One of the most interesting sessions I attended at this year’s American Society of Clinical Oncology (ASCO) annual meeting in Chicago was the Clinical Science Symposium (CSS) on the next generation of EGFR inhibitors.
We’ve previously written on the blog about the data for AZD9291 and CO-1686 presented at ASCO, but the CSS also featured an informative discussion by Larry Schwartz, MD, Professor of Radiology at Columbia University Medical Center which raised questions about how we should evaluate new lung cancer drugs.
In a presentation entitled, “Getting the Right Drug to the Right Patient Faster,” Schwartz who is a diagnostic radiologist, discussed and critiqued abstract 8012 by Dr Gideon Michael Blumenthal and colleagues at the U.S. Food and Drug Administration (FDA).
A meta-analysis of fifteen trials involving 12,534 patients (median N = 698) from nine experimental agents (tyrosine kinase inhibitor = 5, chemotherapy = 2, monoclonal antibody = 2) submitted to the FDA for treatment of metastatic non-small cell lung cancer (NSCLC) cancer in initial or supplemental New Drug or Biologics License Applications since 2003 was performed by Blumenthal and colleagues.
Their analysis showed a strong correlation (R² of 0.89) between overall response rate (ORR) and progression-free-survival (PFS) but only a weak or no correlation between ORR and overall survival (OS) (R² of 0.07) or between PFS and OS (R² of 0.09).
Dr Blumenthal noted in his conclusion that further work is ongoing to corroborate these findings given the lack of correlation between OS and ORR could have been due to high cross-over, under-power and long post-progression survival.
He went on to note that what the findings do show is that “a drug with a large effect on ORR is likely to have a large effect on PFS, conversely a drug with a small ORR may have a small effect on PFS.”
The debate around objective response and outcomes is a very interesting one, as is the drive to find better biomarkers of response to improve chances of clinical trial success.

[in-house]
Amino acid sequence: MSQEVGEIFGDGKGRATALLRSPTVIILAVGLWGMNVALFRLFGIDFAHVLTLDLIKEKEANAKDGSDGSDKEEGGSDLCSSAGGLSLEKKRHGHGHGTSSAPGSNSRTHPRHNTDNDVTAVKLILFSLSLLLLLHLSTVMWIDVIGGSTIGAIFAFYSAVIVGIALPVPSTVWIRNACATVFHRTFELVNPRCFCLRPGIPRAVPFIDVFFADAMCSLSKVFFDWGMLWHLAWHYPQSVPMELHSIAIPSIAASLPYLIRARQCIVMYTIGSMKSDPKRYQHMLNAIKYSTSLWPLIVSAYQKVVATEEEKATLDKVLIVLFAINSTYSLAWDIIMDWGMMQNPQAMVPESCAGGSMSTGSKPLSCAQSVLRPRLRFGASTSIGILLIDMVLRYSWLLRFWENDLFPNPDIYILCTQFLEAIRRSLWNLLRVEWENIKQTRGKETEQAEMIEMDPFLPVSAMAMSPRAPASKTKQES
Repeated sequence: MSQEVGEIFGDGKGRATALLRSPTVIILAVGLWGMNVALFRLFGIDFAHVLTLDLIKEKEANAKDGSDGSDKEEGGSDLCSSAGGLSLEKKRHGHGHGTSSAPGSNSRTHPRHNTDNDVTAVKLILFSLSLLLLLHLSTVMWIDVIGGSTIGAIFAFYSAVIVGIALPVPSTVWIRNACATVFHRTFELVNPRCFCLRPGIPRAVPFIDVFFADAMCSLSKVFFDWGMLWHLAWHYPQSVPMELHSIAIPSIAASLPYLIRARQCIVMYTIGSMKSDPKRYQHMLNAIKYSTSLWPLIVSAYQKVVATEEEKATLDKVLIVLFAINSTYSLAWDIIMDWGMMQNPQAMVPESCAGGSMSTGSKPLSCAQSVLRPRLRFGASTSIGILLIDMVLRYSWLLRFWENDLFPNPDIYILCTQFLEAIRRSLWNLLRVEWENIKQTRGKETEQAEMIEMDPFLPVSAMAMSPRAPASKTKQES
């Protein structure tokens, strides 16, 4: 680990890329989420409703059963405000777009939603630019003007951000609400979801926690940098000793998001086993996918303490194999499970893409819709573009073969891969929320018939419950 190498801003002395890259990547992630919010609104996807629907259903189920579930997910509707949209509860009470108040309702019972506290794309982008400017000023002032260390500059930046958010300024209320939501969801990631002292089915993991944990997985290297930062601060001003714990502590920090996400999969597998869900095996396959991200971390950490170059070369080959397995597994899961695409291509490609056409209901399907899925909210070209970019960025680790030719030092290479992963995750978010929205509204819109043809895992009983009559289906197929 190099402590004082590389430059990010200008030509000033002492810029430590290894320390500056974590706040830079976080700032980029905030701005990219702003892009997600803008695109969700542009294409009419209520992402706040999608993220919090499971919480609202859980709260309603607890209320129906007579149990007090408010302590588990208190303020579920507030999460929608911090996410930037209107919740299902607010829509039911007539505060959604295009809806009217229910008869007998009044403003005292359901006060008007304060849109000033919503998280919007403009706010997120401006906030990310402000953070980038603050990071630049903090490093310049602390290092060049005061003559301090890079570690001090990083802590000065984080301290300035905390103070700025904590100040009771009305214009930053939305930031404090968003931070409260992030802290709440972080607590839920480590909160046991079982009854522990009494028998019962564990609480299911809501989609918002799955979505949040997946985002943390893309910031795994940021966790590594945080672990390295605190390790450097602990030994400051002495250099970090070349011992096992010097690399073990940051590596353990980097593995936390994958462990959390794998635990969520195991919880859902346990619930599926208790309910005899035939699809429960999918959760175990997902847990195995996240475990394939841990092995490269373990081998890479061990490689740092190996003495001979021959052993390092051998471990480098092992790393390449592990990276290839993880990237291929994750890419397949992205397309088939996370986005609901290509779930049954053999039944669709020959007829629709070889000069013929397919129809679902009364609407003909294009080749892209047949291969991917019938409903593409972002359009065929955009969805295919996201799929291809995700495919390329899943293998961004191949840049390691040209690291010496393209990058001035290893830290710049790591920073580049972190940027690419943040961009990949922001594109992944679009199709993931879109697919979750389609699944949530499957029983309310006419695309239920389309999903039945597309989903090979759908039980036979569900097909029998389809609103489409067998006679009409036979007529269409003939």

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Our ASCO 2014 conference coverage continues with more gems from the poster sessions; it’s where we believe you find the promising gems that offer hints of future promise (or not) as the case maybe.
Sometimes a failure with one agent can help another company design a more optimal trial for their own new product in development, thus moving the field on. Other times, a surprising result can emerge that teaches us something new about the science and increasing our body of knowledge about pathways or biomarkers.
The other thing to understand about phase I trials is that they are generally conducted in the salvage situation where patients are refractory to most current treatments. The disease burden is high and the patients much sicker than when they were newly diagnosed. What companies are looking for is to characterise the side effect and PK profiles while looking for possible hints of where the agent might be efficacious. Given that most cancer therapies are given in combination, it’s very rare to see a home run in phase I, especially in solid tumours.
Here are a triplet of interesting posters from small companies looking at moving the needle in solid tumours with early phase I studies:
Companies mentioned: Nucana, OncoMed, Celldex
Agents mentioned: Acelarin, OMP–59R5, varlilumab
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Post ASCO 2014, many journalists and commentators have hotly declared the third-generation EGFR inhibitor CO-1686 from Clovis Oncology to be a “loser.”
AstraZeneca have a competitor compound AZD9291 also in early stage development. We’ve been keenly following both compounds on the blog over the past year.
While the Clovis share price has dropped, we are certainly not declaring Clovis CO-1686 to be a loser at ASCO 2014, nor are we declaring AZD9291 to be winner – with no median survival data mature yet, it’s far too soon to call it either way.
For this piece, we interviewed Dr Pasi Jänne (DFCI) who presented the AZD9291 data at ASCO and Dr Lecia Sequist (MGH) who presented the CO-1686 data. We also gained perspectives from Dr Ross Camidge (Univ of Colorado), who has participated in both trials.
You can login to read why I think CO-1686 was not a loser at ASCO 2014.